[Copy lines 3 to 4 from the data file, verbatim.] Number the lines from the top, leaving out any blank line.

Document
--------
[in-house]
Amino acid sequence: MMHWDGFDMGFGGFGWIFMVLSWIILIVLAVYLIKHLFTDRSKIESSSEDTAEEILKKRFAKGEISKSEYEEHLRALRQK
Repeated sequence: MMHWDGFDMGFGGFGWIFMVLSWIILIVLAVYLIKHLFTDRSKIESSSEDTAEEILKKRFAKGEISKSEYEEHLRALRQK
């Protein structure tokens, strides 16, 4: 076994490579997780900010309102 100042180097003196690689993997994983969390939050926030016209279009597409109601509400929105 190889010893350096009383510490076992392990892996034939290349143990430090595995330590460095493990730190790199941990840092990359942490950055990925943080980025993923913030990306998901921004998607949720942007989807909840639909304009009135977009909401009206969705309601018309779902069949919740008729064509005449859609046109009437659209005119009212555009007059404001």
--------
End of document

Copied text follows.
Repeated sequence: MMHWDGFDMGFGGFGWIFMVLSWIILIVLAVYLIKHLFTDRSKIESSSEDTAEEILKKRFAKGEISKSEYEEHLRALRQK
């Protein structure tokens, strides 16, 4: 076994490579997780900010309102 100042180097003196690689993997994983969390939050926030016209279009597409109601509400929105 190889010893350096009383510490076992392990892996034939290349143990430090595995330590460095493990730190790199941990840092990359942490950055990925943080980025993923913030990306998901921004998607949720942007989807909840639909304009009135977009909401009206969705309601018309779902069949919740008729064509005449859609046109009437659209005119009212555009007059404001």